Queen Elizabeth II died aged 96 on September 8 at her Balmoral Castle home in the Scottish Highlands


  • Lady Anne Glenconner said the trouble with Netflix's "The Crown" is that people believe it completely
  • Glenconner, who served as a maid of honor at the Queen's coronation, said she doesn't watch the show
  • She claimed that some of the scenes in the series "never happened" in real life

A longtime friend of Queen Elizabeth II has slammed "The Crown" following the release of Season 5 earlier this month.

Lady Anne Glenconner, who was a maid of honor at the late Queen's coronation in June 1953, spoke to BBC Radio 4's "Woman's Hour" Thursday about the hit Netflix drama, describing the show as a "complete fantasy," People reported.

"[It's] so unfair on members of the Royal Family," said Lady Glenconner, who also served as Princess Margaret's lady-in-waiting for over three decades.

"The trouble is that people, especially in America, believe it completely," she noted. "It's so irritating. I don't watch 'The Crown' now because it just makes me so angry."

Glenconner, 90, pointed out some moments in the series that she was upset about, such as a scene involving the death of Prince Philip's sister, Princess Cecile of Greece, in a plane crash in 1937.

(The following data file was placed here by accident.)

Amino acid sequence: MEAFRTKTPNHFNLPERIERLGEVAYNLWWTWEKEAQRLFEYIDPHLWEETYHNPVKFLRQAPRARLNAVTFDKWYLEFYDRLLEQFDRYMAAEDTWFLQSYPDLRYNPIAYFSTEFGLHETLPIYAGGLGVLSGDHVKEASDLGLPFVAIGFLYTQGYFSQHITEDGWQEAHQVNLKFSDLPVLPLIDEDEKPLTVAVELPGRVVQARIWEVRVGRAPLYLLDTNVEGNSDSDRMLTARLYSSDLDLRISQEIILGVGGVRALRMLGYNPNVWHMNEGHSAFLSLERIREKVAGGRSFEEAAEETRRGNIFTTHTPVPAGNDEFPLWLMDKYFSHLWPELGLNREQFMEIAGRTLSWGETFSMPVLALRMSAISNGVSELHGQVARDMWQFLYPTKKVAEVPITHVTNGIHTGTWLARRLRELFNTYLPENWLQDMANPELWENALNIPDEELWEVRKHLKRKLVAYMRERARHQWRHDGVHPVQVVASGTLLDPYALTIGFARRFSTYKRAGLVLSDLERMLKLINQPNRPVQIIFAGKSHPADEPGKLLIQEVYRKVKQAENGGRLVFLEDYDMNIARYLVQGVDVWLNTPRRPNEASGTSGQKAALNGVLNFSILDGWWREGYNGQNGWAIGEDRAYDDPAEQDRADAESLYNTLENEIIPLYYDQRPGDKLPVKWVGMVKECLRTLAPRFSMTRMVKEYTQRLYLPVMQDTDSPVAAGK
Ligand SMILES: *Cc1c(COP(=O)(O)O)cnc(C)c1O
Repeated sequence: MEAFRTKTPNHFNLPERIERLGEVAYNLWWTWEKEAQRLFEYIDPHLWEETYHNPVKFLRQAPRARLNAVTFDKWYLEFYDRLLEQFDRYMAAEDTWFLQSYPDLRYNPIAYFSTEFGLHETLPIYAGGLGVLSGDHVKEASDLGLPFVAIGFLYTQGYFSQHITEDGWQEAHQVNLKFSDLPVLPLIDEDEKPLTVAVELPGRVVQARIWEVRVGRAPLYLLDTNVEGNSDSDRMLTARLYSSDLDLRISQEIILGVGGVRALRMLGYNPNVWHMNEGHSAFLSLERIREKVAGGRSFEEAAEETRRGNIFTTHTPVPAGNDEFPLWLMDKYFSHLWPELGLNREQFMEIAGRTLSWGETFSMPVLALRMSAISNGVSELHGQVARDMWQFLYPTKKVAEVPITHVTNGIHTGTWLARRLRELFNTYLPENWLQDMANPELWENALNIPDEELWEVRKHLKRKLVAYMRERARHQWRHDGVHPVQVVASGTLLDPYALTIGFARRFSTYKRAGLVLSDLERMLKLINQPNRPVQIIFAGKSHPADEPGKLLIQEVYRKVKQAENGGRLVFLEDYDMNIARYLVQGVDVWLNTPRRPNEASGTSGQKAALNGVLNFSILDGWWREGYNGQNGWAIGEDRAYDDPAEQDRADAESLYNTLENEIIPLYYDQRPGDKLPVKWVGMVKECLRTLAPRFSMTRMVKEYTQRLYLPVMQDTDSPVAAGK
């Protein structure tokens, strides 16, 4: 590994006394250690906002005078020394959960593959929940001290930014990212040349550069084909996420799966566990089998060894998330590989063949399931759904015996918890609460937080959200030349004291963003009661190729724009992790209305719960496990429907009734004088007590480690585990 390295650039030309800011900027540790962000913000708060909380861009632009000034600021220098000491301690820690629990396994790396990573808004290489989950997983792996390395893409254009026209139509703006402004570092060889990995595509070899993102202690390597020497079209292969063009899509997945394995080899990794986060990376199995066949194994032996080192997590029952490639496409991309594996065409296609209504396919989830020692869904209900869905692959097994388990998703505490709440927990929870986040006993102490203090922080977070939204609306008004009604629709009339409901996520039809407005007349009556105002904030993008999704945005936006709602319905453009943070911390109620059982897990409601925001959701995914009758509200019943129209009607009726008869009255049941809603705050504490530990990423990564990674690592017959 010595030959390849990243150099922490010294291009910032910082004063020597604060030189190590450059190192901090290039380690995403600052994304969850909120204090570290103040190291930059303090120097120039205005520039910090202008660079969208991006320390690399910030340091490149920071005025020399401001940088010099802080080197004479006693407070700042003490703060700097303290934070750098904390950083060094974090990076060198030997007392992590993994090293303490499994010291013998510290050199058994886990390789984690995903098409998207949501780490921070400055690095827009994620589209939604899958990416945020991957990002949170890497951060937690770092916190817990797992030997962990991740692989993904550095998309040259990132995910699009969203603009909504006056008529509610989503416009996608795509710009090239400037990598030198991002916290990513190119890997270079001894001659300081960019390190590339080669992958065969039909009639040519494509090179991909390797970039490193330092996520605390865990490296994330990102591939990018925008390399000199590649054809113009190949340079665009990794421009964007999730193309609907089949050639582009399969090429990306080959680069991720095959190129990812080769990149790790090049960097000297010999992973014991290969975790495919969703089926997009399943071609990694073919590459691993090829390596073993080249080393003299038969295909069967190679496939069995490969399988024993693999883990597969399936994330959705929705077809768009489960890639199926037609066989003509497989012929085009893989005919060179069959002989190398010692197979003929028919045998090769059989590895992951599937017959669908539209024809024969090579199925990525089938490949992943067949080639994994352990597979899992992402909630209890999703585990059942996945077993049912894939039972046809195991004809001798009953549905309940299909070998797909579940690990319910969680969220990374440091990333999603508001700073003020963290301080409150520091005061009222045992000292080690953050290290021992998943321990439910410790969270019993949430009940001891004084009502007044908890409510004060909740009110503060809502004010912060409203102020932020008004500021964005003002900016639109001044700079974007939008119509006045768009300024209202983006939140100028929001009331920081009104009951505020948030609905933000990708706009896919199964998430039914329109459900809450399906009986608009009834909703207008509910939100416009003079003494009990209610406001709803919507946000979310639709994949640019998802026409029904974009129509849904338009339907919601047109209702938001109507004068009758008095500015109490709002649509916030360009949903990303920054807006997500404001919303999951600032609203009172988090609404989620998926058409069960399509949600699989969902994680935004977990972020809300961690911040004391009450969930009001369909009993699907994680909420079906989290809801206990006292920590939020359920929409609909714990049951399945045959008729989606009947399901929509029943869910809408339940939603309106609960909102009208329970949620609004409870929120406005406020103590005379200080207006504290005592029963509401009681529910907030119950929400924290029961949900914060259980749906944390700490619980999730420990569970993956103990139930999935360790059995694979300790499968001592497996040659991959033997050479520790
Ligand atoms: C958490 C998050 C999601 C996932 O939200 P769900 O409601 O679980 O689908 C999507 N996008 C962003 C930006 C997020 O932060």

The event was featured in the second season and portrayed the late Duke of Edinburgh as urging his sister to board the doomed flight, which Glenconner claimed was "completely untrue."

"And I think to say something like that about people is terribly hurting," she added. "Nobody wants to have their relations trashed like that."

Glenconner also criticized how the show featured Princess Margaret creating rude rhymes with President Lyndon B. Johnson and debating the qualities of various eligible men, insisting that this "never happened" in real life.

Glenconner also disapproved of the way Helena Bonham Carter portrayed Princess Margaret. The actress played the character for two seasons and even visited Glenconner for advice.

"She came for about two hours. I told her how Princess Margaret smoked, how she walked," said Glenconner.

She continued, "I saw Helena after she'd been in 'The Crown' and she said, 'What did you think?' And I said, 'Well, rather disappointed.' And she said, 'I know. But the thing is, I'm an actress, and I have to do what's written for me.'"

Glenconner's remarks came after several high-profile figures called out Netflix over "The Crown." Dame Judi Dench penned an open letter to U.K.'s The Times in October, arguing that it would be "cruelly unjust" not to preface each episode with a statement pointing out that the program is a work of historical fiction.

Following the criticism, Netflix has promoted "The Crown" as a "fictional dramatization" and included a disclaimer stating that the show is "Inspired by real events."

True Royalty TV editor-in-chief Nick Bullen also recently claimed that some storylines on the series about Princess Diana and King Charles were not accurate.

"Look, it's drama. It's fiction that's somewhat based on fact," the royal expert told Us Weekly. "Virtually all of it was — certainly — sort of widened the mark."

Queen Elizabeth II's death aged 96 triggered more than a week of national mourning